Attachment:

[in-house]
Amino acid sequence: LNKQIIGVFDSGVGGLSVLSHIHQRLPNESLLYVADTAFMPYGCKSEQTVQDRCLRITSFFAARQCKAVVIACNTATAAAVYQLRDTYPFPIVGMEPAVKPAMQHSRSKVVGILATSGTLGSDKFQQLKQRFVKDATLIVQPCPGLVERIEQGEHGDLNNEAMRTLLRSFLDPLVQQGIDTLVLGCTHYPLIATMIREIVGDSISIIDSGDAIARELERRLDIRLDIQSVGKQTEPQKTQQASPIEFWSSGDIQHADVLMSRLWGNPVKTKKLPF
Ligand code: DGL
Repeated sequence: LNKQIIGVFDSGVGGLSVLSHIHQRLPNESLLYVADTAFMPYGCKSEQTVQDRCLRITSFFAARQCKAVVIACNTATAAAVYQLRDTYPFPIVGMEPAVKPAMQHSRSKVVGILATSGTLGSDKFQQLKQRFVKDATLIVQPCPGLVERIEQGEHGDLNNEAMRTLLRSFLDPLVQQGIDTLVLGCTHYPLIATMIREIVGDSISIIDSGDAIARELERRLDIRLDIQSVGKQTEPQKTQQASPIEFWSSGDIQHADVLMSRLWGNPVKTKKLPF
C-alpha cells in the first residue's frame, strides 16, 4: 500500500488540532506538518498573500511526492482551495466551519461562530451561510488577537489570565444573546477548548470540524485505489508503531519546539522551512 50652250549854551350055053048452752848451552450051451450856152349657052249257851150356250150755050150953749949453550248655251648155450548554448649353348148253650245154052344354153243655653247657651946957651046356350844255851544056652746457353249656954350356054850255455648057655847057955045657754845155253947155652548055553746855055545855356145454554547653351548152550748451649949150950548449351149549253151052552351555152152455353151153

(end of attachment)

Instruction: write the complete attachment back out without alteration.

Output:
[in-house]
Amino acid sequence: LNKQIIGVFDSGVGGLSVLSHIHQRLPNESLLYVADTAFMPYGCKSEQTVQDRCLRITSFFAARQCKAVVIACNTATAAAVYQLRDTYPFPIVGMEPAVKPAMQHSRSKVVGILATSGTLGSDKFQQLKQRFVKDATLIVQPCPGLVERIEQGEHGDLNNEAMRTLLRSFLDPLVQQGIDTLVLGCTHYPLIATMIREIVGDSISIIDSGDAIARELERRLDIRLDIQSVGKQTEPQKTQQASPIEFWSSGDIQHADVLMSRLWGNPVKTKKLPF
Ligand code: DGL
Repeated sequence: LNKQIIGVFDSGVGGLSVLSHIHQRLPNESLLYVADTAFMPYGCKSEQTVQDRCLRITSFFAARQCKAVVIACNTATAAAVYQLRDTYPFPIVGMEPAVKPAMQHSRSKVVGILATSGTLGSDKFQQLKQRFVKDATLIVQPCPGLVERIEQGEHGDLNNEAMRTLLRSFLDPLVQQGIDTLVLGCTHYPLIATMIREIVGDSISIIDSGDAIARELERRLDIRLDIQSVGKQTEPQKTQQASPIEFWSSGDIQHADVLMSRLWGNPVKTKKLPF
C-alpha cells in the first residue's frame, strides 16, 4: 500500500488540532506538518498573500511526492482551495466551519461562530451561510488577537489570565444573546477548548470540524485505489508503531519546539522551512 50652250549854551350055053048452752848451552450051451450856152349657052249257851150356250150755050150953749949453550248655251648155450548554448649353348148253650245154052344354153243655653247657651946957651046356350844255851544056652746457353249656954350356054850255455648057655847057955045657754845155253947155652548055553746855055545855356145454554547653351548152550748451649949150950548449351149549253151052552351555152152455353151153